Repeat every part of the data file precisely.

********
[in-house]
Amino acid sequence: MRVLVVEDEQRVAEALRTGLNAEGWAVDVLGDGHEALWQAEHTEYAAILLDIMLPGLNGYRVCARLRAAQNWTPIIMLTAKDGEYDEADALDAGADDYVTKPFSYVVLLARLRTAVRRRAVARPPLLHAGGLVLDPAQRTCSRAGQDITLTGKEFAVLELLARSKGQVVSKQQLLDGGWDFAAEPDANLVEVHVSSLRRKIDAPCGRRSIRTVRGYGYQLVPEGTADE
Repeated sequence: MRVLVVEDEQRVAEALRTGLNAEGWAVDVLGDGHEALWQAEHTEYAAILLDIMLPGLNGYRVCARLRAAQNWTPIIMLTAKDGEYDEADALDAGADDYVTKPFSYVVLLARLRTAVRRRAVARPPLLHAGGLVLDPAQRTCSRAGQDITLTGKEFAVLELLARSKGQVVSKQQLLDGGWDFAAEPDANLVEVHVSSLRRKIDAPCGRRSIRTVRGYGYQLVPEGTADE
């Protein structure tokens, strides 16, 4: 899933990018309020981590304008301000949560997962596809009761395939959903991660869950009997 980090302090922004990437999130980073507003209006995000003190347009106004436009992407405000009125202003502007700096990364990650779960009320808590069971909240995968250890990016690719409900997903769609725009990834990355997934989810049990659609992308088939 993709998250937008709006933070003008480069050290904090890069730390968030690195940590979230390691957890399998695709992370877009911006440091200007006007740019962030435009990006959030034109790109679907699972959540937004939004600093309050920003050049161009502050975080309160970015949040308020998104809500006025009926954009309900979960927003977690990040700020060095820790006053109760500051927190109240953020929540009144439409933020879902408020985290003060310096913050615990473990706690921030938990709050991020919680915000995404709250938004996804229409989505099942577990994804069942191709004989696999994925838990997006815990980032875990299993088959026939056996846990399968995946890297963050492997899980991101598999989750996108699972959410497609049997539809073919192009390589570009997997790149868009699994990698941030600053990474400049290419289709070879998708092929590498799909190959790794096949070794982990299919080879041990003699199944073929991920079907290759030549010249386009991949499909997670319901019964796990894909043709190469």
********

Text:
[in-house]
Amino acid sequence: MRVLVVEDEQRVAEALRTGLNAEGWAVDVLGDGHEALWQAEHTEYAAILLDIMLPGLNGYRVCARLRAAQNWTPIIMLTAKDGEYDEADALDAGADDYVTKPFSYVVLLARLRTAVRRRAVARPPLLHAGGLVLDPAQRTCSRAGQDITLTGKEFAVLELLARSKGQVVSKQQLLDGGWDFAAEPDANLVEVHVSSLRRKIDAPCGRRSIRTVRGYGYQLVPEGTADE
Repeated sequence: MRVLVVEDEQRVAEALRTGLNAEGWAVDVLGDGHEALWQAEHTEYAAILLDIMLPGLNGYRVCARLRAAQNWTPIIMLTAKDGEYDEADALDAGADDYVTKPFSYVVLLARLRTAVRRRAVARPPLLHAGGLVLDPAQRTCSRAGQDITLTGKEFAVLELLARSKGQVVSKQQLLDGGWDFAAEPDANLVEVHVSSLRRKIDAPCGRRSIRTVRGYGYQLVPEGTADE
């Protein structure tokens, strides 16, 4: 899933990018309020981590304008301000949560997962596809009761395939959903991660869950009997 980090302090922004990437999130980073507003209006995000003190347009106004436009992407405000009125202003502007700096990364990650779960009320808590069971909240995968250890990016690719409900997903769609725009990834990355997934989810049990659609992308088939 993709998250937008709006933070003008480069050290904090890069730390968030690195940590979230390691957890399998695709992370877009911006440091200007006007740019962030435009990006959030034109790109679907699972959540937004939004600093309050920003050049161009502050975080309160970015949040308020998104809500006025009926954009309900979960927003977690990040700020060095820790006053109760500051927190109240953020929540009144439409933020879902408020985290003060310096913050615990473990706690921030938990709050991020919680915000995404709250938004996804229409989505099942577990994804069942191709004989696999994925838990997006815990980032875990299993088959026939056996846990399968995946890297963050492997899980991101598999989750996108699972959410497609049997539809073919192009390589570009997997790149868009699994990698941030600053990474400049290419289709070879998708092929590498799909190959790794096949070794982990299919080879041990003699199944073929991920079907290759030549010249386009991949499909997670319901019964796990894909043709190469």